Yes, it’s true. It’s not uncommon for folks to love where they are, but not so much the house. Or, moving is not possible for other reasons.

  29. Hey Laurel: Loved this post! And I have a tip for anyone thinking of repainting a front door. We have a south facing entry and all that sun is very hard on paint. The first time we applied a royal blue marine paint. It just didn’t last. When we remodeled the entry, we bought a new door with sidelight and had the unit delivered to the local auto body shop. They not only exactly matched the paint to a red plate I gave them, but the automotive paint is an incredibly durable finish.

  30. Amazing post! I’m wondering how about turning modern house into traditional one? Only inside, not outside. What kind of moldings would work? Maybe art deco style moldings at the ceiling. Btw I don’t live in a modern house, but I’ve seen a lot of them recently and just being tired from… curtain rods. They’re so modern and boring! I’m wondering who knows everything about trim profiles and moldings as well… Gil Schaffer? I wish he had a blog too. My comment is weird lol

    1. Hi L,

      No, not weird at all! Actually, I linked in the middle of the post to several others that address this situation for the most part. I had a client once who loved where she lived. Loved her neighbors and neighborhood. Did not want to move. But, hated her 70s BROWN, modern home. Well, 19 years ago (!) we did some wainscoting in the dining room, super pale floors, new furniture, built-ins, Oriental rugs, etc. And, eventually she redid the kitchen. Actually it had a bank of windows on one wall, so no uppers. And then floor to ceiling on the opposite wall. She did shaker cabinets. It is not unlike a DeVOL kitchen. Just gorgeous! And that was about 10 years ago.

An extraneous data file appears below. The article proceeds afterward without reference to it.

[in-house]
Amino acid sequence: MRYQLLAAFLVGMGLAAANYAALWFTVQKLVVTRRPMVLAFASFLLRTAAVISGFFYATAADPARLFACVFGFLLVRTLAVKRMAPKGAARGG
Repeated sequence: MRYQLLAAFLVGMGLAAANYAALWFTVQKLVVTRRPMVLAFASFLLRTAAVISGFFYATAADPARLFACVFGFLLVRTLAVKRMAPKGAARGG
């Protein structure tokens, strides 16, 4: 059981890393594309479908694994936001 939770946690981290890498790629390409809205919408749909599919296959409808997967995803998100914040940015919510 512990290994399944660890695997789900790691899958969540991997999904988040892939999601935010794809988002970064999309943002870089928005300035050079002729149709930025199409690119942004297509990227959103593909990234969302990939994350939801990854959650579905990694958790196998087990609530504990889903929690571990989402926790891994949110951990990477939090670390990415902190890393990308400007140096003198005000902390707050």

In other words, she/we added traditional features and it looked terrific!

      Oh, and she painted that big ugly brown barn of a house– WHITE! And, it looked so much better!

  31. yeah, hate split-level homes, those arched windows, metal grates over front doors, etc.
    Love divided-light windows, nice landscaping, nice garage doors.

  32. Wow – I’ve been waiting for a post like this. We have a regular ranch house that I’ve been trying to figure out what to do with it. This does help. The good about my house is that the door is centered. The bad is the garage door is also on the front. But what happens when all the houses in the neighborhood are painted white with black shutters?

    1. Hi Karen,

      Well, then you get a long dress and have a cocktail party! haha! But, the thing is…not everyone will paint their house white. You’ll still get the hold-outs who think that painting brick is akin to burning down a church.

      Also, the house doesn’t need to be painted white. I guess I should’ve said that. I love the Martha Stewart treatment that is in this post. And, I love the painted brick home in this post and Nancy Keyes’ old home in Atlanta. So, the house doesn’t have to be white, but it should be IMO, one of those earthy exterior historical colors.